Sanctions Working When Putin Seeks Diplomacy: Haass

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April 17 (Bloomberg) -- Richard Haass, president at Council on Foreign Relations, examines the impact of sanctions against Russia and how the U.S. is responding to the crisis on Bloomberg Television’s “Bloomberg Surveillance.”

Symbolism of this moment in russia, his speaking amicably, it seems.

We don't do that, do we?

He is approaching the ukraine through the lens of how it plays at home.

This has boosted his ratings so far.

But at some point it will stop working well at home and that means economic sanctions get more serious and start kicking in.

There are signs of weakening on the u.s. economy, -- on the russian economy, the stock market is going down and this will start to accelerate if we have new sanctions.

The house on foreign relations has been way out front with linking economic and capital flows to the policy of the moment.

How tightly linked are these?

They say that they have lost 70 billion and vladimir putin, thank for this and thank god for that.

How linked are these moments?

They are very connected and -- the scale of the action is too modest to shape his consequences but we will know something, we begin with that story on diplomacy.

If putin wants to show real interest in diplomacy rather than a delight, that will probably the first indicator that the sanctions have been incurred.

We are trying to put pressure on food and with sanctions -- putin with sanctions.

What motions in russia would be a check or balance for putin?

It is basically putin and a gang that run things and some individuals get sanctioned, particularly heads of oil companies, that would have an impact.

And the court of popular opinion, we should be much more public and what we are doing with the price he is costing the russian people and his personal wealth.

We want to make him and his policies more of a story, he will not continue to ride this nationalist wave forever.

And there is a possible strategic response that we have had here, eric gagne's about launching financial war against russia.

What do we do to put pressure on russia?

We get target financial institutions like we did against iran.

In the long run, it is weaning europe off of energy dependence in russia.

Commenting on this at a question for the ambassador, you're a student of this and you studied it on wall street, but you really studied this, didn't you?

I studied human behavior and one person i don't understand is putin.

Unless he is on a campaign of continuing to offend these pieces of territory he is interested in, and the opposition, are you comfortable with his response so far?

It seems to be measured and he has not made a big deal about the cost to the russian people, or made a big deal out of putin's wealth, are you satisfied with the president's response so far?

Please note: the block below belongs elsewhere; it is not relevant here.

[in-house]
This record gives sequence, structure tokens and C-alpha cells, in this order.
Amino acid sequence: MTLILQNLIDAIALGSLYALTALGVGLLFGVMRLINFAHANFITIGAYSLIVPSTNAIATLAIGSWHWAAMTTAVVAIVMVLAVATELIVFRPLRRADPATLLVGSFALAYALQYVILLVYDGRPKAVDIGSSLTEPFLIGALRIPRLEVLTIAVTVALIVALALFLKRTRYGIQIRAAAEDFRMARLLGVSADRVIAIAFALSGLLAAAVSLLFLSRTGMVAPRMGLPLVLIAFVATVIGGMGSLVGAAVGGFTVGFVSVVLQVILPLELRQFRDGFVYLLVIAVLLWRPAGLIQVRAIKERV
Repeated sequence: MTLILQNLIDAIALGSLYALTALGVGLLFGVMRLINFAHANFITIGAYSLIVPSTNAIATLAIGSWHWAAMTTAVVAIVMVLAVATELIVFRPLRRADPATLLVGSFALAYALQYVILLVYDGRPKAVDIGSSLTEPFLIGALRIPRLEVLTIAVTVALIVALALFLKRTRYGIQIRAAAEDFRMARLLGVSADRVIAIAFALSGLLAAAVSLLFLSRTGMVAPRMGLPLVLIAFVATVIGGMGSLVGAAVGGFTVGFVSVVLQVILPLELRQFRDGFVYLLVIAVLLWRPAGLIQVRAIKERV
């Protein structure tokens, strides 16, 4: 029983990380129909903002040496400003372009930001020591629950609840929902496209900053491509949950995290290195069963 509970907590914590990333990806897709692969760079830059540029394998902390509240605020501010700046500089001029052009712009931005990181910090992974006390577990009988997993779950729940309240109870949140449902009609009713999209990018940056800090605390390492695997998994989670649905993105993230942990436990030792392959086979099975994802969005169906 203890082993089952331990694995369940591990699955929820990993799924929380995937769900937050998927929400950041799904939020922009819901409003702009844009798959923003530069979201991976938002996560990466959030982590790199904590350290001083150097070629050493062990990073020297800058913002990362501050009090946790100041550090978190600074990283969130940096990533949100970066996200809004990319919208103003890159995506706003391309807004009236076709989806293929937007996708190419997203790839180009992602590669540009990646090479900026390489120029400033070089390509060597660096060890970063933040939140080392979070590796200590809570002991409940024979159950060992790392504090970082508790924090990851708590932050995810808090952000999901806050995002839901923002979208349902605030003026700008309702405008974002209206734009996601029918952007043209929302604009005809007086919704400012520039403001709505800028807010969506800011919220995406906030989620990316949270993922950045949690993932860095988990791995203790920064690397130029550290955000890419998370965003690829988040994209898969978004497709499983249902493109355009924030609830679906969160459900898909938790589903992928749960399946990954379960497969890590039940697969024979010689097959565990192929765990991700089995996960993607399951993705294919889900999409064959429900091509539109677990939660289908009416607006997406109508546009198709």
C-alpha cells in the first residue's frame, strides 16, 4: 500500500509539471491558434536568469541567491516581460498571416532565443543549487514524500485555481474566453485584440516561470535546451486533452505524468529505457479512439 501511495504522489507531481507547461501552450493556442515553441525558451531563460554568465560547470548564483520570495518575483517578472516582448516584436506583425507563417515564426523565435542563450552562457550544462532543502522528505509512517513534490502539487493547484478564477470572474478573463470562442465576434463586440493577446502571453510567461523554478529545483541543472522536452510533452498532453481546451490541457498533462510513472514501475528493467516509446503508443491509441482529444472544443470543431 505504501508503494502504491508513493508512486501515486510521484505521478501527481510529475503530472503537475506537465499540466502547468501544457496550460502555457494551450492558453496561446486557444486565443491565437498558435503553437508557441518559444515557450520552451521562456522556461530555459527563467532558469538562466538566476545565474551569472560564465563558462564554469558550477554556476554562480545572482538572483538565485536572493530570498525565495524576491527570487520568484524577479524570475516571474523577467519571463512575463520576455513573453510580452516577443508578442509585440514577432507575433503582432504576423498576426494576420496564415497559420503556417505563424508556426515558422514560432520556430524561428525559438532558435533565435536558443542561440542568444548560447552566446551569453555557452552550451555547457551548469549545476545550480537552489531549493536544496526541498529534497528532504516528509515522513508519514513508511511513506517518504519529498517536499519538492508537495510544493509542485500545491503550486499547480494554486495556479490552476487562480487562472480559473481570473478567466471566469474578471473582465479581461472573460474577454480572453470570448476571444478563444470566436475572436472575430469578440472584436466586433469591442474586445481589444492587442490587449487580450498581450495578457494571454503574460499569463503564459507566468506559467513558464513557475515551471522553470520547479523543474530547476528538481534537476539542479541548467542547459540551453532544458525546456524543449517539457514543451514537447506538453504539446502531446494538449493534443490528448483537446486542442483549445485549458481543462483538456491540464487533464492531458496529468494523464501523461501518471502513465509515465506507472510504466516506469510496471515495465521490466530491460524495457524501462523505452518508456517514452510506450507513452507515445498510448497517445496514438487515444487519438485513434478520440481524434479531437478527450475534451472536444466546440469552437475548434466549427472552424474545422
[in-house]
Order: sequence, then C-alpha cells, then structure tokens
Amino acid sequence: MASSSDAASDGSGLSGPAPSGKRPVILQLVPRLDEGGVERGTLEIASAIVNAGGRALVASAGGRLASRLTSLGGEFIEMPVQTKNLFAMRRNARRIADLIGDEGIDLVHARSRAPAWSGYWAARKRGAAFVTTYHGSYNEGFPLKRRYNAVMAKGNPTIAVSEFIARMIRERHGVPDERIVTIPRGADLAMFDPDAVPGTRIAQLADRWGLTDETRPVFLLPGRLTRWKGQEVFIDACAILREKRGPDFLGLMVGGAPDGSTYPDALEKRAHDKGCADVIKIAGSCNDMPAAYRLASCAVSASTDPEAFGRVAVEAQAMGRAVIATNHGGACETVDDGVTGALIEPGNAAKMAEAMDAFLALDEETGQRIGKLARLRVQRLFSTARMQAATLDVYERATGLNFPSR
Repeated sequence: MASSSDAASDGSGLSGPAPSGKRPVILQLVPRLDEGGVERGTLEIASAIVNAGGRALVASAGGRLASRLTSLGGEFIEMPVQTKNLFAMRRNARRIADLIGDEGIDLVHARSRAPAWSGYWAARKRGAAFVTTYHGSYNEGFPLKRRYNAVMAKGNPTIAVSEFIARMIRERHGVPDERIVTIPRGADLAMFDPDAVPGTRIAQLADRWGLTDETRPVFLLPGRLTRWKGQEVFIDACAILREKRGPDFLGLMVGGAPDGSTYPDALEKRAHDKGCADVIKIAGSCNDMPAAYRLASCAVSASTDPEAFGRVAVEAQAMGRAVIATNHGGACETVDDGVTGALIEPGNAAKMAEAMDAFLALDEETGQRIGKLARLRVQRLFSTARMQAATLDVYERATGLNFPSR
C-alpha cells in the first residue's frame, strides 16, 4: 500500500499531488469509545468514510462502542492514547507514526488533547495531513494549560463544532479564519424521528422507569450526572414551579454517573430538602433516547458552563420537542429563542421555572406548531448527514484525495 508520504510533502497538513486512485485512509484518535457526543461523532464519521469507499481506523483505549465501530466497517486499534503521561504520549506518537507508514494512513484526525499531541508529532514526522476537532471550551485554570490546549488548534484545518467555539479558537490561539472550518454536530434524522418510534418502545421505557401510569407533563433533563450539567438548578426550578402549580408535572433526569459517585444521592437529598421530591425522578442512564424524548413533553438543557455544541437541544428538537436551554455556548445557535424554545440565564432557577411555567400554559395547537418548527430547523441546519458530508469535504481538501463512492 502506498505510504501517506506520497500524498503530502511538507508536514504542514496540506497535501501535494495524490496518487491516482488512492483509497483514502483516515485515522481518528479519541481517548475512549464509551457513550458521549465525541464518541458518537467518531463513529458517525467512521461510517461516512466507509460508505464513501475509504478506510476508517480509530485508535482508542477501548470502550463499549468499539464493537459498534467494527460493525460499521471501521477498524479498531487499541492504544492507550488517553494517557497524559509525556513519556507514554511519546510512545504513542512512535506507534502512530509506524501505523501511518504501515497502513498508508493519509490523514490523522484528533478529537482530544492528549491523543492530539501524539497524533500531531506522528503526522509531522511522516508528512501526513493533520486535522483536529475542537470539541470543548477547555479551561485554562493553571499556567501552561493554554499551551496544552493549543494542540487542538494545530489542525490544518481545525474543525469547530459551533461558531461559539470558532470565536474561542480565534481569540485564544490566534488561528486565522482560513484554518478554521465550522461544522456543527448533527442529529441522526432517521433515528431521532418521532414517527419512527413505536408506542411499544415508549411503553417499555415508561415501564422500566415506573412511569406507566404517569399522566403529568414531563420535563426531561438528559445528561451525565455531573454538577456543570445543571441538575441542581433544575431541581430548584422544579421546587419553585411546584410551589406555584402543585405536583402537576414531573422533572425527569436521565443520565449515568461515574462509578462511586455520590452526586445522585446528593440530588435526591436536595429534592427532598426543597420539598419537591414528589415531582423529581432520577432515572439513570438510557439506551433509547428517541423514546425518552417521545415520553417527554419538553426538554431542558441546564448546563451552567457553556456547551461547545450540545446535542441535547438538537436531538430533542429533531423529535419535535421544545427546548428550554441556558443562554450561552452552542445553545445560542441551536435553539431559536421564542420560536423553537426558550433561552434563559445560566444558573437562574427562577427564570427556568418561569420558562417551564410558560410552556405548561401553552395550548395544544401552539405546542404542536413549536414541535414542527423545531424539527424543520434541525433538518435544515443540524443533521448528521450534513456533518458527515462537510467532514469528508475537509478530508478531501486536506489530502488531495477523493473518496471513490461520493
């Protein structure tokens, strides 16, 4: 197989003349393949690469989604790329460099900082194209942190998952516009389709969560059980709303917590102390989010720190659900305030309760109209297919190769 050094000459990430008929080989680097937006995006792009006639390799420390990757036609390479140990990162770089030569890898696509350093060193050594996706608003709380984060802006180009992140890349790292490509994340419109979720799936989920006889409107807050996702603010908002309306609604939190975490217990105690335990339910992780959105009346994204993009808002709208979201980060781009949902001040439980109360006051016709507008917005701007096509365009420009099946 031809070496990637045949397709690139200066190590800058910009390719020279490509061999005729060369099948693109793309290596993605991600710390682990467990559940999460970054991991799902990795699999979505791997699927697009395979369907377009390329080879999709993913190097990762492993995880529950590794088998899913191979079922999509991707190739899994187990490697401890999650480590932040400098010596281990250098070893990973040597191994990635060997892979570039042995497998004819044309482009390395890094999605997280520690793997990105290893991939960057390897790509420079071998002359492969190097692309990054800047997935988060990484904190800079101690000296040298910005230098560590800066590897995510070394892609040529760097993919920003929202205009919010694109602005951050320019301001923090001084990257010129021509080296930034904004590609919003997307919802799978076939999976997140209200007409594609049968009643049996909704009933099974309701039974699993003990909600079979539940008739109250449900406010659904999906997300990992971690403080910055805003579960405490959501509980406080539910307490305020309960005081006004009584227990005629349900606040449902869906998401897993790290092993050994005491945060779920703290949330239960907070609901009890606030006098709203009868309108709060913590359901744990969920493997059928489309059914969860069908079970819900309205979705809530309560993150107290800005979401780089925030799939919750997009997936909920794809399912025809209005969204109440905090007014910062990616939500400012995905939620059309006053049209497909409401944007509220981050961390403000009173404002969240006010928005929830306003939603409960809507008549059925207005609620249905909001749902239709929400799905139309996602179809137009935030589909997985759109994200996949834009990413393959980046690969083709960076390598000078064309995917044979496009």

I would ratchet up -- ratchet up the response to what have seen and take another step, not the most important thing -- the most important thing for secretary john kerry to do would talk to the europeans and come up with a common approach to hurt russia.

Should they use john mccain?

He was out this last weekend, really striving -- does richard haass support the rhetoric of john mccain?

You don't want the ukraine to go to war with russia, they depend on different levels and we do not want to introduce nato to the equation, but we do need to strengthen internal capabilities for the ukraine so they can deal with the locals who the russians are propping up.

I want to get your morning must read from the "wall street journal." 25 years after the fall of the berlin wall, -- the post-cold war west stands on led by the american president.

" is that too harsh?

That is harsh because the united states is working to gather this response.

Let's keep it straight, russia is not a great power and they don't have these kinds of capabilities.

This is a local challenge and we should meet this in a very focused way, with sanctions and strengthening the ukraine and building up nato a little bit and getting going on the energy front.

Russia is a one-dimensional economy.

Let's go after that dimension.

Is it the clinical appetite of europe to enforce those sanctions, or companies based in germany or italy -- the answer is, not yet.

France and italy, because of exports and britain because of the wood -- their financial institutions.

You think we should start exporting oil?

And we should expedite natural gas.

That would be important for the market.

As we go into the weekend, is richard haass willing to say that the ukraine is in a civil war and was this bull run that we saw last night?

The question is where the russians decide to go, will they continue to press this or go back?

Looking at the ukraine as stable, kiev and the west, but the eastern ukraine is in play.

I cannot say -- your essay a few weeks ago on hydrocarbons, and what we need to do i thought was just brilliant.

What do we need to see from obama this weekend?

I would call for tougher sanctions against vladimir putin, and his inner circle and in particular something on american energy policy.

This is a major opportunity to adjust our policy, that we have moved from energy scarcity.

Richard haass and william: as well, aipac our.

Pepsico just beat earnings estimates.

We will go to the cfo when we get back on "surveillance."

This text has been automatically generated. It may not be 100% accurate.

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